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The brave love of adoption: A Maryland family's story

Like many couples, when Bethany and Daniel Meola said “I do,” both hoped that together they would one day add to their family.

“We wanted to have children,” Bethany said. “But we figured out, as time went on, that wasn’t happening.”

It became clear to the Bowie couple after several years of trying to conceive that their plan for a family and God’s plan were quite different.

Like many Catholics, both Bethany and Daniel had grown up in families with adopted members, so when the couple was unable to conceive, they turned to adoption as a way to have a family of their own.

Adoption in the United States, and in Maryland, is not a quick, easy or affordable process. In fact, the barriers and hurdles to adoption can put it out of reach for many Maryland families.

According to Show Hope — a faith-based movement to remove the barriers to adoption through education and grants — out of every 500 families that consider adoption, only 1 will actually adopt a child, and the high cost of adoption is a primary obstacle. Show Hope advises that adoptions can cost between $20,000 and $40,000.

For the Meolas, it took more than 2 years and cost roughly $50,000 to welcome their daughter Zelie-Louise Meola into their lives, however the couple was able to recoup some of that cost through the adoption tax credit, a federal program aimed at easing the cost of adoption.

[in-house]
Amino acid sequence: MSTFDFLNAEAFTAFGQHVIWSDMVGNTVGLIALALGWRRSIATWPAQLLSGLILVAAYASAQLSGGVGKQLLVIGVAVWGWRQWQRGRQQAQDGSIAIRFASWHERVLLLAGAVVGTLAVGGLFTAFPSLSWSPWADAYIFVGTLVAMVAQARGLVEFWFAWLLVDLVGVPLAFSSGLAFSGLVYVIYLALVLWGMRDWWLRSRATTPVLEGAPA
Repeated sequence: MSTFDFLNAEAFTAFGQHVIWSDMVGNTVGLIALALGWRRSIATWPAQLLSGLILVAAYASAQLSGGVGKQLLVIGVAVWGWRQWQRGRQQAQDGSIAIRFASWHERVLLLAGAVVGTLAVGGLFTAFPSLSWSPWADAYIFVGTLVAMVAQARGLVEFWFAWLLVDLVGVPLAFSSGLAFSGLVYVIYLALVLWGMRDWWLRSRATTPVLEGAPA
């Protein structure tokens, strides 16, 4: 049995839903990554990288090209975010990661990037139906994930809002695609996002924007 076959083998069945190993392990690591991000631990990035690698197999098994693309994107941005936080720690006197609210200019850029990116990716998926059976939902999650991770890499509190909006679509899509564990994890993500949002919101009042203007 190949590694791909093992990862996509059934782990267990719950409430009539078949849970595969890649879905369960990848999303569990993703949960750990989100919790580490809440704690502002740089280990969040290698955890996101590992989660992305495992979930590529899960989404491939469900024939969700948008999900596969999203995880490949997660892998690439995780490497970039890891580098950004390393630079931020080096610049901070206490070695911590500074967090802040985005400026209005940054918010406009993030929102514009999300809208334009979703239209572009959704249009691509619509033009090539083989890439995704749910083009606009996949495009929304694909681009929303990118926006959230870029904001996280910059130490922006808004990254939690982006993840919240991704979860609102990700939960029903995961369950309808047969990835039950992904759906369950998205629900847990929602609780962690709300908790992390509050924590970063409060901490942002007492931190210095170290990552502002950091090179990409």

“There was definitely some sticker shock when we realized what it would cost,” Bethany said. However, she said the cost of adoption doesn’t just cover the administration provided by the state and the adoption agency, but also helps provide care for the birth parents, as well as education and outreach about adoption.

Bethany described the process of adopting like an emotional roller coaster, with ups and down and twists and turns. From being considered as the family for several children only to ultimately not be picked, to the exhaustive and detailed process to just apply and be approved for adoption, to having to travel across the country to finally meet their daughter, Bethany said hers and her husband’s eyes opened to the challenges that surround adoption. The process also deepened their relationship, bringing them closer together as a couple through the shared experience.

“It takes vulnerability to adopt,” Bethany said. “You have to be willing to let your life be examined in detail, in a way that you would not normally allow.”

To be approved to adopt, a family must complete a home study. This study can take months to complete — for the Meolas, it took 6 months — and required submitting financial documents, health records, employment records, driving records and more, as well as writing a detailed autobiography of their relationship, from how they met to their decision to adopt.

Once approved to adopt, the Meolas had to wait to be matched with a child and then wait to be ultimately chosen as the adoptive parents.  

“It’s the expectant parents who do the choosing,” she said. “For us, as Christians, we believe in God’s providence, that if he had a child in mind for our family, that he would bring us together.”